Of Eggs and Brains
Egg whites burst with protein, and yolks carry fats and cholesterol. All my life, I’ve loved eating eggs, but recently I’ve taken to tossing the yolks, reluctantly, on the advice of my doctor. I started to think about all the foods that use eggs in their preparation, and how certain dishes wouldn’t even exist without eggs- soufflés and quiches, for example. Baked goods use eggs, meatballs need eggs to bind them together, and children adore soft boiled eggs, with their bright and creamy yolk against the firm whites.
While preparing an egg-white omelette for myself, a memory popped up, a memory of eggs and a certain taxi driver in Saudi Arabia.
We single women living in compounds loved to go out for dinner. It was a popular way to get out of the compound. Riyadh was known for its five-star hotels with elegant restaurants catering to the expatriate population. Nearly every weekend, I’d be out with a group of women, at one of these hotels, eating scrumptious food from all parts of the world, exchanging stories of our encounters with Saudi culture.
That night, after one of these dinners, my friend Lois and I took a taxi- yes, from the street! – back to our compound. The driver was particularly chatty, wanting to practice his English and ask questions about our experience as Westerners in Riyadh. The conversation naturally focused on food, and he asked whether we’d ever tried “kgidjlewrisldhfklsd;fskjdfk;sljdf.”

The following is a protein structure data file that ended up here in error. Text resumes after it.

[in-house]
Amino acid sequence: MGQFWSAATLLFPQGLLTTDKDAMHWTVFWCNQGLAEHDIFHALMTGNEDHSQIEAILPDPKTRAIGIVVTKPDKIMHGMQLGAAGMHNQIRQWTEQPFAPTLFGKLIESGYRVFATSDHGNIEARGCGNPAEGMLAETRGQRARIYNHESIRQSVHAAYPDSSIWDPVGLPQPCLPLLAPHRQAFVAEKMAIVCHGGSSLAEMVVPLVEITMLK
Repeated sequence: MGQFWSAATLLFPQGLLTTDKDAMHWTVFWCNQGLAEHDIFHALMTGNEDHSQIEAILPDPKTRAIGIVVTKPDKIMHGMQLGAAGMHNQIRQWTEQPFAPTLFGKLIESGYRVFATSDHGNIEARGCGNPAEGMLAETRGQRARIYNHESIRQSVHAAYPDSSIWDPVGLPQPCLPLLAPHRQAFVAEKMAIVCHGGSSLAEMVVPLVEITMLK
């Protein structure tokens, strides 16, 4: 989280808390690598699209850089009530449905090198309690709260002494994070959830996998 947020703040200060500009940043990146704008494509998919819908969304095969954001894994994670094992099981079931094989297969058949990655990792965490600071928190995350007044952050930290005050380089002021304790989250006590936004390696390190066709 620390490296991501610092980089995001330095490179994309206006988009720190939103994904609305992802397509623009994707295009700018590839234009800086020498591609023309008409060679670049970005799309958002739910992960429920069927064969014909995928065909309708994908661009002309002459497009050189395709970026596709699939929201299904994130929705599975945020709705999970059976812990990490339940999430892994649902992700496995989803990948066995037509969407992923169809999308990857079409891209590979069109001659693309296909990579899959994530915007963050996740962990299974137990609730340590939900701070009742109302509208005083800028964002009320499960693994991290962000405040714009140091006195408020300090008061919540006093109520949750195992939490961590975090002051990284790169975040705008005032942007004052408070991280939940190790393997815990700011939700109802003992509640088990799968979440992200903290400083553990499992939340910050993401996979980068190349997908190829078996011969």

What? We didn’t even know what language he was speaking, much less what he was talking about. No, we’d never tried it. Oh, it is sooooo delicious!
“You eat some now?” he asked, and we laughed. “No! We’re so full.”
“Please, eat now, we are near the restaurant.”
Lois and I looked at each other, full of high spirits and mischief from a lively gathering. “OK!” we said, and the car made a turn we weren’t expecting.
The taxi stopped in front of one of those small, busy restaurants that serve men only, and he went in. I’d always wanted to know what kind of food they cooked in there, so now I’d find out.
“We can always scream and run, if we have to,” I said, after our driver had walked into the restaurant.
Soon he came out carrying a paper plate covered with foil. He handed the plate to Lois through the back window, and she lifted the foil.
Steam from scrambled eggs filled our noses, eggs ready to eat with two pieces of flat bread! Relieved, and not wanting to offend our generous driver, we forced ourselves to taste the egg dish. Yes, he was right, it was delicious. Eggs had been scrambled and seasoned with some other ingredient, and only after we ate most of the serving did we ask, “What is mixed in with the eggs?”
“BRAINS!” said our driver, with a big, white smile.